With high levels of investment and a desire to seize new opportunities in the global economy, there is plenty of work for GCC consultants to do. But consulting firms, like many other organisations in the region, find recruitment a struggle: there simply aren’t enough high-calibre consultants to go around.
Against this backdrop women play an increasingly crucial role. In most GCC countries women represent a better-educated talent pool compared with men, and this year Sheikh Mohammed bin Rashid, Vice President of the UAE and Ruler of Dubai, affirmed the UAE’s focus on gender equality with the launch of the Gender Balance Council.
A recent survey by Pearl Initiative, a regional not-for-profit organisation, found that although more than 50 per cent of working women in the region were aiming at senior or board-level positions, about 75 per cent still felt they were not treated equally in their workplaces. The study, which polled more than 600 businesswomen, revealed that the number of women moving to senior executive and board levels within organisations in the GCC remained low.
Management consulting offers its own challenges: demanding work, the need to spend time away from home and the difficulty of balancing work and home. So perhaps it’s not surprising that, while women are joining the industry in unprecedentedly high numbers, those who stay are rare.
Recent research that my company, Source Information Services, undertook with nbi, a human capital consulting firm, found that barriers remain to increasing the number of women in senior positions across the global consulting industry. Our report, based on interviews with women at partner/board level from large consulting firms, argues that, despite initiatives designed to ensure that gender diversity works well at more junior levels, women who are looking to become partners are still disadvantaged.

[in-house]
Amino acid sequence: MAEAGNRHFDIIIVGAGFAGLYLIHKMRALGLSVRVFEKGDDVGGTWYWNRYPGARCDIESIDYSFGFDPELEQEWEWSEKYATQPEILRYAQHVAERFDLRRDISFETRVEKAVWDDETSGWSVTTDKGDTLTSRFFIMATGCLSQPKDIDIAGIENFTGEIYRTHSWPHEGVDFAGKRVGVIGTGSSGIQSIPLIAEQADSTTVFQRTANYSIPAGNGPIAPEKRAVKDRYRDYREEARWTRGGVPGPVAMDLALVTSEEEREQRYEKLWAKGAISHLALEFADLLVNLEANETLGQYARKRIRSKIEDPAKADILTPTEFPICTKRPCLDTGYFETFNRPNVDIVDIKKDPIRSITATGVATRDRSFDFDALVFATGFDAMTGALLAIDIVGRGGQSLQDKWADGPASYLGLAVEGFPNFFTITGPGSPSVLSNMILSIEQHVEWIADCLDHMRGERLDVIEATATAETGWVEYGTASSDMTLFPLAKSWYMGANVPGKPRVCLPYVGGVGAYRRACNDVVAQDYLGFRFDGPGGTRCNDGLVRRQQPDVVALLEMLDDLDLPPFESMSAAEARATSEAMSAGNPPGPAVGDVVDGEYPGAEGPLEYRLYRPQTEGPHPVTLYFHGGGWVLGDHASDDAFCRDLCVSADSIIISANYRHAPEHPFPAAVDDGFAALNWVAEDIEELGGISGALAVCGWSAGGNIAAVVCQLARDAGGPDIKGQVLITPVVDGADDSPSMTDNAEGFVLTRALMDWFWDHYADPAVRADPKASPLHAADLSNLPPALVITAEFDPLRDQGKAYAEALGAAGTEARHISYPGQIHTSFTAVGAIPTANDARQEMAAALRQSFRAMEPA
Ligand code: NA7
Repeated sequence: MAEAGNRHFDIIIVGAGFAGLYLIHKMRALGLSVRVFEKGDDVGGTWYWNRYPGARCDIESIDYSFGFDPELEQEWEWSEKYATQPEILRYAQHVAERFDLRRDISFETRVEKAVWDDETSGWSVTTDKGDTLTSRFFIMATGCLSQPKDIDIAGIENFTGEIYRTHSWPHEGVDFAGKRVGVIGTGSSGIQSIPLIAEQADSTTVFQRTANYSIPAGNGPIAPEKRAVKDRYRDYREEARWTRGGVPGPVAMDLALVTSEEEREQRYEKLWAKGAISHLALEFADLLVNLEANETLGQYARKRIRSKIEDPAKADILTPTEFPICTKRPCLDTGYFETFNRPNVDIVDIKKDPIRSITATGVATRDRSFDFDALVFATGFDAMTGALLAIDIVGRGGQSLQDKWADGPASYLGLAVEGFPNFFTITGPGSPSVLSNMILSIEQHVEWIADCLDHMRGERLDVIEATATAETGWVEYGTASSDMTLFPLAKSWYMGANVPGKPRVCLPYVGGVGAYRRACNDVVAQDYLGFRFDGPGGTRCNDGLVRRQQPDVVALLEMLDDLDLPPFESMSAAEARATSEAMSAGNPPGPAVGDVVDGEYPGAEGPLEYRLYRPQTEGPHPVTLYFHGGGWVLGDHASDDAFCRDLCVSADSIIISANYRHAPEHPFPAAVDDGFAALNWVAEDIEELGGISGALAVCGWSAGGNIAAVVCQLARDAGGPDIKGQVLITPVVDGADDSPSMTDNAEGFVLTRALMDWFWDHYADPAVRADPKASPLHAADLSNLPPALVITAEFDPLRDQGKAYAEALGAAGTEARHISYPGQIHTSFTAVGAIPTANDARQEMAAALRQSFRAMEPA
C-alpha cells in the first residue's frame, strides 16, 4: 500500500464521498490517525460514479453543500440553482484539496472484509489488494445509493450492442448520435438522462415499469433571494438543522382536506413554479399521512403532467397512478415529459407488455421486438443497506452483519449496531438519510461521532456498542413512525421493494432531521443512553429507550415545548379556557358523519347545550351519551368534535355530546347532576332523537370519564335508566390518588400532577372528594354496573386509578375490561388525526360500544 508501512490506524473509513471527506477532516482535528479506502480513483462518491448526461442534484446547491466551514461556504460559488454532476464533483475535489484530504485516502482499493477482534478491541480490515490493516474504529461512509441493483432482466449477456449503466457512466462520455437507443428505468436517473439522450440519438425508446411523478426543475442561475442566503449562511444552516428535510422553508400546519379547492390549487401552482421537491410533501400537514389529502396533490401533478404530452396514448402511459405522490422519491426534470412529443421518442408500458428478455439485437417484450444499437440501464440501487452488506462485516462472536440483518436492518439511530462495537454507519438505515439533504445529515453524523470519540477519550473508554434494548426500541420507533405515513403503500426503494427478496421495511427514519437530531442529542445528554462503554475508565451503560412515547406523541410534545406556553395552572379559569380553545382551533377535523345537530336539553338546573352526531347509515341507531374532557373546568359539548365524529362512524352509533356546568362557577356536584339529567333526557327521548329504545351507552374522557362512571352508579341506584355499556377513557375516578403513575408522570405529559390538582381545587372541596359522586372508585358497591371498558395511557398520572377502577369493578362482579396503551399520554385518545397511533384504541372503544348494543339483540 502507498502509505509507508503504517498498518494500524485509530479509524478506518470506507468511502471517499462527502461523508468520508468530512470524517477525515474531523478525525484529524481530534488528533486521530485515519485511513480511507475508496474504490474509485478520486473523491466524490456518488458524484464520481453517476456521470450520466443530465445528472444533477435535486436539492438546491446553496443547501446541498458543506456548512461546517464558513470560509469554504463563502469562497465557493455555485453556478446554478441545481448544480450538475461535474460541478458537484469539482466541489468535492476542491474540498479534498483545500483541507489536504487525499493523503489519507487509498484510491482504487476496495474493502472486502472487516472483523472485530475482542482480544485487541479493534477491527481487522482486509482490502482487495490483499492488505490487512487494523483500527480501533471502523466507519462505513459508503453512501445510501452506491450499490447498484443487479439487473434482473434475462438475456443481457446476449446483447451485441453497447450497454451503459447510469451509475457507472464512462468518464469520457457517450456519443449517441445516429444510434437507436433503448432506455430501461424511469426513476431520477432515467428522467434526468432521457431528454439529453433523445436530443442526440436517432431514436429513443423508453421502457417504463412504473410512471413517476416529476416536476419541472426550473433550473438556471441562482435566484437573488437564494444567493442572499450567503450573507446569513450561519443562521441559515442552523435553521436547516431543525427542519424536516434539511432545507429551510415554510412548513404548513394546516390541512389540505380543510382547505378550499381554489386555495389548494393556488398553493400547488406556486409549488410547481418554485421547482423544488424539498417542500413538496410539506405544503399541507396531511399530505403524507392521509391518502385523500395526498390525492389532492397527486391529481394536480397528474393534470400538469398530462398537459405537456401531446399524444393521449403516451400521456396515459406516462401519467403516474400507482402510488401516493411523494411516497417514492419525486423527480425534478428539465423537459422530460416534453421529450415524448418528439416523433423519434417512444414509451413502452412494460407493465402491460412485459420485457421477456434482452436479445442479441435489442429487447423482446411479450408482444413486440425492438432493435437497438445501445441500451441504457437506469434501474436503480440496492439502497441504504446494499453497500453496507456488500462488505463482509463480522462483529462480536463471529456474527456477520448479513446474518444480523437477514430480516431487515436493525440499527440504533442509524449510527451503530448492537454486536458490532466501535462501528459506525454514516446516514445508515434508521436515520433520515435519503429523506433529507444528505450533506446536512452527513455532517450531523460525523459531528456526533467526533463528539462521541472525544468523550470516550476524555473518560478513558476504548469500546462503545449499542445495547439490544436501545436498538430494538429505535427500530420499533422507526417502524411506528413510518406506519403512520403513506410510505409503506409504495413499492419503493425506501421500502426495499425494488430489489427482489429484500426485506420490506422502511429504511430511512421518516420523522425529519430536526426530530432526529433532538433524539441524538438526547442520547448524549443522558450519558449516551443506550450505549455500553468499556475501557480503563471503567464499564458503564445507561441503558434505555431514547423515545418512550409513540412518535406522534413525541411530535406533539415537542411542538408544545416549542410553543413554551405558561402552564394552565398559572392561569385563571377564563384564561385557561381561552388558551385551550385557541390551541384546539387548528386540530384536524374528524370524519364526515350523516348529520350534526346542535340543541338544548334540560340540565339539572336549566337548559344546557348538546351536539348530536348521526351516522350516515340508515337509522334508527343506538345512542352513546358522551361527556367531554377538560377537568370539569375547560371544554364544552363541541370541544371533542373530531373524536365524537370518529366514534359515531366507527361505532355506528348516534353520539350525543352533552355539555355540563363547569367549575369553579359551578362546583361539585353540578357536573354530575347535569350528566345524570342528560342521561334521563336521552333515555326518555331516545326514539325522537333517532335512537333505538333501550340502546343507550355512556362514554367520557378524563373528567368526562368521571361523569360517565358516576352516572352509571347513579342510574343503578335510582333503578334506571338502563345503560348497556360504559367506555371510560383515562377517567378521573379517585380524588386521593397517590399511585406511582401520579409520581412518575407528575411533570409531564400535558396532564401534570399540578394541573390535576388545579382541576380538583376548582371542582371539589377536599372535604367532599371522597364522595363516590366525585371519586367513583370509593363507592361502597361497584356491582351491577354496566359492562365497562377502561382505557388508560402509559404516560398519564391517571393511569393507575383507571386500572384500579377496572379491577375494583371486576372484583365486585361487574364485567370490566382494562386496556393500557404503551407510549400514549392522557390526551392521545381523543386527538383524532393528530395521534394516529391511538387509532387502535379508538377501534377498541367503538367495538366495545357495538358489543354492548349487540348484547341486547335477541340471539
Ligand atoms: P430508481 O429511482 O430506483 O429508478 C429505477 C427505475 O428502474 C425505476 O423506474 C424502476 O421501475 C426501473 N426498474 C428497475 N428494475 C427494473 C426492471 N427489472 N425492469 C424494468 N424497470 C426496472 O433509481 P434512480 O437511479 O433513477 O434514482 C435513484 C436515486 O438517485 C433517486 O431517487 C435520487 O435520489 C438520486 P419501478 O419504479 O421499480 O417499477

“Performance is simply what gets you in the room,” said one interviewee. “You have to have top grades to become a principal but, when it comes to promotion to partner, everyone is in the top or second band, which means that the objective component has been removed and the subjective takes precedence.”
Only a quarter of those interviewed said that they had not encountered gender bias.
It is a story that chimes with women’s experience in the Arabian Gulf region. More senior women need sponsors, people who are prepared to promote their interests and be advocates on their behalf. Sponsors don’t need to be women – in the GCC’s male-dominated consulting boards it’s often an advantage to have a male sponsor, who understands how the rules work.
But more needs to be done to demonstrate the importance of “soft” skills, such as good communication and team management, in a consulting environment. Occasions when women can bring family members into their workplace can help a woman’s ability to get support at home to pursue a career at work.
Most women don’t think quotas are a good approach, although aspirational targets for gender diversity within an organisation are valuable. Quotas may accelerate the process of change – this is certainly what some countries, such as Norway with its recent drive to increase the number of women in senior positions, have found – but at the cost of the level playing field. Women who think they have been promoted to fill a quota may feel devalued.
More female role models are essential. Many of the women who have made it to senior positions in consulting firms either don’t have children or have husbands at home to help with family life – whereas the reality for most female consultants is that they’re still expected to run the house and be responsible for childcare.
Female consultants in the GCC have a bright future. With more support at home and at work, we shall see a new generation of women making it to the top.
Fiona Czerniawska is founder of UK-based Source Information Services, which has a Dubai office and has published reports on the GCC consulting market since 2012